Association between objectively measured sitting time and neck–shoulder pain among blue-collar workers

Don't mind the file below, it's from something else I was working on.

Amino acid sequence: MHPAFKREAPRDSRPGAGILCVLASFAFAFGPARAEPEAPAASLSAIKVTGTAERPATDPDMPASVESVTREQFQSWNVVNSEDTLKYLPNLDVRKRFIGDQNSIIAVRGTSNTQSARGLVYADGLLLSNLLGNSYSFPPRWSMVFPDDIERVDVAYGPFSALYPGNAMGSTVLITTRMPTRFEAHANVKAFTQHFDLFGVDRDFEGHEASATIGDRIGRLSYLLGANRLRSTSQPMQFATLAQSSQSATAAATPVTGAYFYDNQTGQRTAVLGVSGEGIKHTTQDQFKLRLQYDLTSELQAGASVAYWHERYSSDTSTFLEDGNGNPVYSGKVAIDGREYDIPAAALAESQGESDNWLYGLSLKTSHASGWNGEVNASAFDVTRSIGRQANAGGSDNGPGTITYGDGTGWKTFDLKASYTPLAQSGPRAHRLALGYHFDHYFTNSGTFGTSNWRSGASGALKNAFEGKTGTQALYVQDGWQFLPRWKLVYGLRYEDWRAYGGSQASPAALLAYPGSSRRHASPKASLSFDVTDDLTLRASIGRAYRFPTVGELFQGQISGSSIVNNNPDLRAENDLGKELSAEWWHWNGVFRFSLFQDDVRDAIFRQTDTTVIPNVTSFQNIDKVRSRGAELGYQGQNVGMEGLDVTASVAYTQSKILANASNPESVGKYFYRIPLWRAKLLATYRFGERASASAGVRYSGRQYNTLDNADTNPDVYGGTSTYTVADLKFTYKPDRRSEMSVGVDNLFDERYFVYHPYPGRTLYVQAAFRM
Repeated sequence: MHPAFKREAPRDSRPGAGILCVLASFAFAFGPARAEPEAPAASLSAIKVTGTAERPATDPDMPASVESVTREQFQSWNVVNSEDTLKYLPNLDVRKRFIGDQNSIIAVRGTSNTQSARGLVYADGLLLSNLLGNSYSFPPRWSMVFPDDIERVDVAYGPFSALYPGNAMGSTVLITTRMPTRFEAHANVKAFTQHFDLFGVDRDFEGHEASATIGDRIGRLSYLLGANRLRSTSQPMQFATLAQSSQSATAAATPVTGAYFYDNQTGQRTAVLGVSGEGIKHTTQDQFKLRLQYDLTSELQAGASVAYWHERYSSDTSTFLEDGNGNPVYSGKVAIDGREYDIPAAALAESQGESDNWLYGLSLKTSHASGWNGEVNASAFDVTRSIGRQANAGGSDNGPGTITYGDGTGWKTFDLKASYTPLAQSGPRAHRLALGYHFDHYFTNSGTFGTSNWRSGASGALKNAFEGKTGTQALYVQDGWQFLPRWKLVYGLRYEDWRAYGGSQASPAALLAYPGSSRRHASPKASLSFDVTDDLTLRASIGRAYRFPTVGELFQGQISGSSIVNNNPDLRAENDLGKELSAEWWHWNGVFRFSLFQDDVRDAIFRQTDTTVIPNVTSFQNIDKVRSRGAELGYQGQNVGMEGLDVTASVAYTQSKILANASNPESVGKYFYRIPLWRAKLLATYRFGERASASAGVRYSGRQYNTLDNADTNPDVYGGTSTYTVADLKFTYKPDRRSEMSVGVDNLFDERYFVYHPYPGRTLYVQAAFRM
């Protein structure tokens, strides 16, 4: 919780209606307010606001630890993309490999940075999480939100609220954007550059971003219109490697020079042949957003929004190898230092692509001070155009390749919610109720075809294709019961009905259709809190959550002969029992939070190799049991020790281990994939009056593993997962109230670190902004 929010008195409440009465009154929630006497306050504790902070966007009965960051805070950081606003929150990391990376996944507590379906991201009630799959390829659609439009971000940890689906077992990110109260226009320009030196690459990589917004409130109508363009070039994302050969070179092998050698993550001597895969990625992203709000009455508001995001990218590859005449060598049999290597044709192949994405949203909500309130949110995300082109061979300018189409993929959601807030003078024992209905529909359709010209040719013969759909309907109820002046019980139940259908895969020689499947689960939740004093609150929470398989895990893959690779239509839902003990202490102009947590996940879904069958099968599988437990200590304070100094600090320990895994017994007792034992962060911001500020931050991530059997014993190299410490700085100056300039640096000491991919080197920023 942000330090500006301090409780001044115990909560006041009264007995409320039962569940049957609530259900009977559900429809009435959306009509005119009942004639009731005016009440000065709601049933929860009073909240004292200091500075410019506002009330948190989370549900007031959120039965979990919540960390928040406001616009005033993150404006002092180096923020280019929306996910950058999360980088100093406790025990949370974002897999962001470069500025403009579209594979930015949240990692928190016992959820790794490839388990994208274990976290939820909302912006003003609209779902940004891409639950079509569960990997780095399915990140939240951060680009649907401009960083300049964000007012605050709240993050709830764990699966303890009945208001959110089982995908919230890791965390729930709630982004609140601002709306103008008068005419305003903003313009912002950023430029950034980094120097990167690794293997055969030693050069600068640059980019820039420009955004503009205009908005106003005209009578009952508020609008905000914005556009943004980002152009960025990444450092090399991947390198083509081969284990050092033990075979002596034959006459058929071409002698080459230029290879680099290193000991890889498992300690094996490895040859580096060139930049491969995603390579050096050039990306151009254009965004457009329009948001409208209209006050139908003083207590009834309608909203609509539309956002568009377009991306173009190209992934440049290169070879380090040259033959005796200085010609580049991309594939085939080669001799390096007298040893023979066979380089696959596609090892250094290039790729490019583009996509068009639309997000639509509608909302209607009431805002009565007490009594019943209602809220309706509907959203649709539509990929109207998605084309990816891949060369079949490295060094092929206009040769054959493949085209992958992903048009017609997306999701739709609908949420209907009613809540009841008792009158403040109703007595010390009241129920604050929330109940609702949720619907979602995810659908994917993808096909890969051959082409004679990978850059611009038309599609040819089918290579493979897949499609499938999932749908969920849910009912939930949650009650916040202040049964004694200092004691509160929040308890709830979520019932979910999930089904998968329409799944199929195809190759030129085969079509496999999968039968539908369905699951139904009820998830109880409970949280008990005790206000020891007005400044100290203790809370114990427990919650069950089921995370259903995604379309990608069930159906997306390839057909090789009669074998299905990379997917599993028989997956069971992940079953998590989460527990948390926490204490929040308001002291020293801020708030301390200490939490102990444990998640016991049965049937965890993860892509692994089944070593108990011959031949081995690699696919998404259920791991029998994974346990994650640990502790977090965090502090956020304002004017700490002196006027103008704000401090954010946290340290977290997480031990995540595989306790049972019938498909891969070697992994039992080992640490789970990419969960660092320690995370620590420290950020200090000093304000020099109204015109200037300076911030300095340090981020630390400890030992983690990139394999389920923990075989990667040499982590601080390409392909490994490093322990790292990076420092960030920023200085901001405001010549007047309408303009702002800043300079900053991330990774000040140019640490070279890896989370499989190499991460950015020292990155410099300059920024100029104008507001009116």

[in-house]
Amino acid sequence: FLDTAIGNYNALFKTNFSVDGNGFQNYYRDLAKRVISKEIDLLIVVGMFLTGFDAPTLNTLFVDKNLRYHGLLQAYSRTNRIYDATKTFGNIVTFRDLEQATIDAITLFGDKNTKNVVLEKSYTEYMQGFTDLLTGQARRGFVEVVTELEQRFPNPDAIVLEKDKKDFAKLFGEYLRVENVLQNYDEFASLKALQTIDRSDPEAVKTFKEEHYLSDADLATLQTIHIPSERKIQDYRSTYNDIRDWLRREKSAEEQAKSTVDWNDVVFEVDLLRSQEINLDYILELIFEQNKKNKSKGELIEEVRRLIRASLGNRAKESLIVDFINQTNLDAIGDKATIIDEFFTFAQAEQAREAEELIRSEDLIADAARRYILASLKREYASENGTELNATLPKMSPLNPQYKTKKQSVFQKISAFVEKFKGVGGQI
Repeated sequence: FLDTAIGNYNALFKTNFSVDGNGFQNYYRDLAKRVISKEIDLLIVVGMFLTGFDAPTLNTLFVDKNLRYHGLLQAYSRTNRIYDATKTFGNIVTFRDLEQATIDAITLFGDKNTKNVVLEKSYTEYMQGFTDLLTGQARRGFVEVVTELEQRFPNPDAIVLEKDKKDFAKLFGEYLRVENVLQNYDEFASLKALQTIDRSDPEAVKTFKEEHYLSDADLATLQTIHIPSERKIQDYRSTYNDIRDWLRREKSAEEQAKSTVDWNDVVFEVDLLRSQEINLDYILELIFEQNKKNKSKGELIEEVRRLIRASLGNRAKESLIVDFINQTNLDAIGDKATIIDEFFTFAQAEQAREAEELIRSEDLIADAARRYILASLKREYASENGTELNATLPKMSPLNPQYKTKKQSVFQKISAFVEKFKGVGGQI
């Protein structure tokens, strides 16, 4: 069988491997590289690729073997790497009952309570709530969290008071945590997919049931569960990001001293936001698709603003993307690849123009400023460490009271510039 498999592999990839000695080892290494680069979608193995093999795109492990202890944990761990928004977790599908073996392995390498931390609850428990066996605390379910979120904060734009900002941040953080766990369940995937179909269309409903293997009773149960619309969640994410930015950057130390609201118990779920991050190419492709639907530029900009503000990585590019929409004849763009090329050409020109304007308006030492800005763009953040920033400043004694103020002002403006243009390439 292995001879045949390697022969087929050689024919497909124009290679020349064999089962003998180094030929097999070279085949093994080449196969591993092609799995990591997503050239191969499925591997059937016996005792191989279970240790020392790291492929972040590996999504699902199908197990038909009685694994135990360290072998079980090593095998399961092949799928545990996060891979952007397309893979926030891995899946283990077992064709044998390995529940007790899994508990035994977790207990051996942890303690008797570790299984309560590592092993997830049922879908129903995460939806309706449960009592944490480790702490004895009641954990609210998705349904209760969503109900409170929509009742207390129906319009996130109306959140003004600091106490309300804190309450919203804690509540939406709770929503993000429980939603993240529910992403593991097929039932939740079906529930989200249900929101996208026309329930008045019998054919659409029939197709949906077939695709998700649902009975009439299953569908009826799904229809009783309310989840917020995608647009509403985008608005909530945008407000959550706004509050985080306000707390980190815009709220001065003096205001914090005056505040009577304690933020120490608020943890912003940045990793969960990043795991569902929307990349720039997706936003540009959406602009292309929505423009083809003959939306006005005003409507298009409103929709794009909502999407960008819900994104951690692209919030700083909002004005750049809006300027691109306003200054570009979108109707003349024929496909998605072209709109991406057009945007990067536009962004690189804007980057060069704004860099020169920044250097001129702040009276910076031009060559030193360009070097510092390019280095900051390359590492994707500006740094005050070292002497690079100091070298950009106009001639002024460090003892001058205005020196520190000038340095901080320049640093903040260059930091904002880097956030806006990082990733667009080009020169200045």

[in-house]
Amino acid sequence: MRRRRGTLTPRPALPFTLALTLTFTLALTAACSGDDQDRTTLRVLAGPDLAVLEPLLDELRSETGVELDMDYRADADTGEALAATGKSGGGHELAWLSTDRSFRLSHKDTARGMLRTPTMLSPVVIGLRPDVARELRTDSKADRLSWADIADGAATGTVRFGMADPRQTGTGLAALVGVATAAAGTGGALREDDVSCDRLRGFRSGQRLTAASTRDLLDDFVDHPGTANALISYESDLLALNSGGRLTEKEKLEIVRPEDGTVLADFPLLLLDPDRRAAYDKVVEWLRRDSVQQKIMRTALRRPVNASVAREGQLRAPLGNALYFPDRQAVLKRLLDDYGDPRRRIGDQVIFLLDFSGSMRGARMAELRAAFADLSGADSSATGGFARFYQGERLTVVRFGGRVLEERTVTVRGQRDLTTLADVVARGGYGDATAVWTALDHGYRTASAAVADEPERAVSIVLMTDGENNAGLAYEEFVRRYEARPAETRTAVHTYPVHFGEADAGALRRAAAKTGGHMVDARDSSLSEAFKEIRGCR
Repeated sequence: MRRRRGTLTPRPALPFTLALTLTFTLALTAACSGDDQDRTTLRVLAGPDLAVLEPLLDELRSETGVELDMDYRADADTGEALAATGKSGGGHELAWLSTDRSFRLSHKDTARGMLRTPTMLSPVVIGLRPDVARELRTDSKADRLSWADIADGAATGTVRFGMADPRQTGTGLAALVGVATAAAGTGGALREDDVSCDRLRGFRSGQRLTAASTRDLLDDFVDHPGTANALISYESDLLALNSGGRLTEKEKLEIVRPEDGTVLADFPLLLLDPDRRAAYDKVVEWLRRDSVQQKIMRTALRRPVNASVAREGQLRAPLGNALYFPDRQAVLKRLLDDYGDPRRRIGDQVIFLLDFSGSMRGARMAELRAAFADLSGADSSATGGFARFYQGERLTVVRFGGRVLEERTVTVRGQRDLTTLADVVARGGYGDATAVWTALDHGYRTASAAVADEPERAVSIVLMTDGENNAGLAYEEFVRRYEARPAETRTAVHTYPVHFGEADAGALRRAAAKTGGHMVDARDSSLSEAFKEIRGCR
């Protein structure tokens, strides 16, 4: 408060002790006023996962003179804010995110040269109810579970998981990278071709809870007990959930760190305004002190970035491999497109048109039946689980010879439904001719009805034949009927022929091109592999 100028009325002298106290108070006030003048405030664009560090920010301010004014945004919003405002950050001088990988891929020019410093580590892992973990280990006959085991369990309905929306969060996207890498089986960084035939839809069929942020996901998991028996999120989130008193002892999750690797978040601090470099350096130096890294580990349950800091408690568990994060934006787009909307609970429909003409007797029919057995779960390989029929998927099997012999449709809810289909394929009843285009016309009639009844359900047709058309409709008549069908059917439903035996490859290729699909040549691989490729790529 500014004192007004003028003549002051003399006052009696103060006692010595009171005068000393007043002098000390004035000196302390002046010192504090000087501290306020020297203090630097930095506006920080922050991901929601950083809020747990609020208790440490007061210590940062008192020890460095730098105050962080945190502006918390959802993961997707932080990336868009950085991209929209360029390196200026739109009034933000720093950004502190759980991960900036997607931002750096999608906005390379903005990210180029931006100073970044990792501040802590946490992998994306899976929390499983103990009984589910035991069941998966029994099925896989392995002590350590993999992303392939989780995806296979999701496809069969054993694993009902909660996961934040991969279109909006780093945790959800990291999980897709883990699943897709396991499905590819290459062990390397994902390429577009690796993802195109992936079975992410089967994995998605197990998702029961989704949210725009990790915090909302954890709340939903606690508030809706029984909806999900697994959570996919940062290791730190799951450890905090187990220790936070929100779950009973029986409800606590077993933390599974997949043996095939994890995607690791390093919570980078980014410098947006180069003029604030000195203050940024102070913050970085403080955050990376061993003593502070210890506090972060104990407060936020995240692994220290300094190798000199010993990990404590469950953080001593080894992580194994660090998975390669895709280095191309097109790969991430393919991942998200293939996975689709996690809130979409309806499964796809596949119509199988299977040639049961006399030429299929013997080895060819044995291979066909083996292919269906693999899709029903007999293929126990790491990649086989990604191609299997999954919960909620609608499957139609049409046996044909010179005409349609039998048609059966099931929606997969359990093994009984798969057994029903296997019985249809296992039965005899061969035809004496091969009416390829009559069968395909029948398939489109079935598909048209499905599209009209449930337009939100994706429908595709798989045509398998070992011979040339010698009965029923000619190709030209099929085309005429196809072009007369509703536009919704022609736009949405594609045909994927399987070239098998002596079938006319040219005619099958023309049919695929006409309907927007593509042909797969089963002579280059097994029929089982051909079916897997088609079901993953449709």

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© 2015, Springer-Verlag Berlin Heidelberg. Objectives: Prolonged sitting has been suggested as a risk factor for neck–shoulder pain (NSP). Using a cross-sectional design, we investigated the extent to which objectively measured time sitting is associated with NSP among blue-collar workers. Methods: Sitting time was measured during multiple working days on male (n = 118) and female (n = 84) blue-collar workers (n = 202) using triaxial accelerometers (Actigraph) placed on the thigh and trunk. Workers were categorized into having, on average, a low, moderate or high sitting time, with mean values (SD between subjects) of 4.9 (1.0), 7.3 (0.5) and 9.6 (1.1) h in total per day. Workers rated their largest NSP intensity during the previous month on a numerical scale (0–9) and were subsequently dichotomized into a low and high NSP intensity group (ratings 0–4 and > 4, respectively). Logistic regression analyses adjusted for several individual, and work-related factors were used to investigate the association between average sitting time per day (work, leisure and total) and NSP intensity. Results: For total sitting time, workers in the high sitting category were more likely (adjusted OR 2.97, CI 1.25–7.03) to report high NSP intensity than those who sat moderately (reference category). Low sitting during work was associated with a reduced NSP intensity, but only for males (adjusted OR 0.26 CI 0.07–0.96). No significant association was found between sitting during leisure and NSP intensity. Conclusion: These findings suggest an association between sitting time, in total per day and specifically during work, and NSP intensity among blue-collar workers. We encourage studying the structure and explanation of this association further in prospective studies on larger populations.
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